Although this finding could predict academic success, educational achievements are largely influenced by factors such as income, occupation, health and longevity.
A study conducted on more than 1.1 million individuals from 15 different countries identified more than 1,200 genes linked to educational attainment. However, the effect of the genes found is weak, and the data can not predict educational achievements.
According to the website of the University of Colorado in Boulder, dozens of researchers worked for two years in this report and analyzed the genetic information and the number of completed school years of participants over 30 years of age.
The study found that people who carry an allele associated with educational attainment on average complete more grades or levels of education than others who carry a different allele of the same genetic variant; those individuals with the lowest genetic scores had only a 10% chance of graduating from college.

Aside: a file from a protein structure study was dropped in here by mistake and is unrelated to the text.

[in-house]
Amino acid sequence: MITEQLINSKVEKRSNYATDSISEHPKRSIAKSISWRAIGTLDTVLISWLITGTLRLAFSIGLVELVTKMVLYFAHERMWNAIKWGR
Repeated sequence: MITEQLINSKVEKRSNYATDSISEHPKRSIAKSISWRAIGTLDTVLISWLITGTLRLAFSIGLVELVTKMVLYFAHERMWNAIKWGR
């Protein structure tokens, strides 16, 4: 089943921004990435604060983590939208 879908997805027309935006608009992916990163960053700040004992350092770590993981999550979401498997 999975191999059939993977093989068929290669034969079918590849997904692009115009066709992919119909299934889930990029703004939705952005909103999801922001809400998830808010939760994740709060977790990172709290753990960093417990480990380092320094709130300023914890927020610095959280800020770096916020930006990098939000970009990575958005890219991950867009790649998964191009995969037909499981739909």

Although this finding may claim that academic success is inherited, educational attainment is mostly influenced by social and environmental factors such as income, occupation, health, and longevity.
“It would be completely misleading to characterize our results as identifying genes for education,” stated author Daniel Benjamin, associate professor at the Center for Economic and Social Research at the University of Southern California.
Many genetic variants found in the study affect genes that are active in the brains of fetuses and newborns. These genes influence the creation of neurons and brain cells; they influence the way they react to new information and the way they connect with each other. The above described affects our psychology, which in turn alters the way we succeed or fail through the educational journey.
The researchers point out that these findings are useful for the use of social and medical scientists who can explore the relationship between genetics and the environment to generate strategies to boost educational achievements.
This subject can be easily misinterpreted. Here is a Q&A website developed by the researchers to solve the most common doubts surrounding this matter.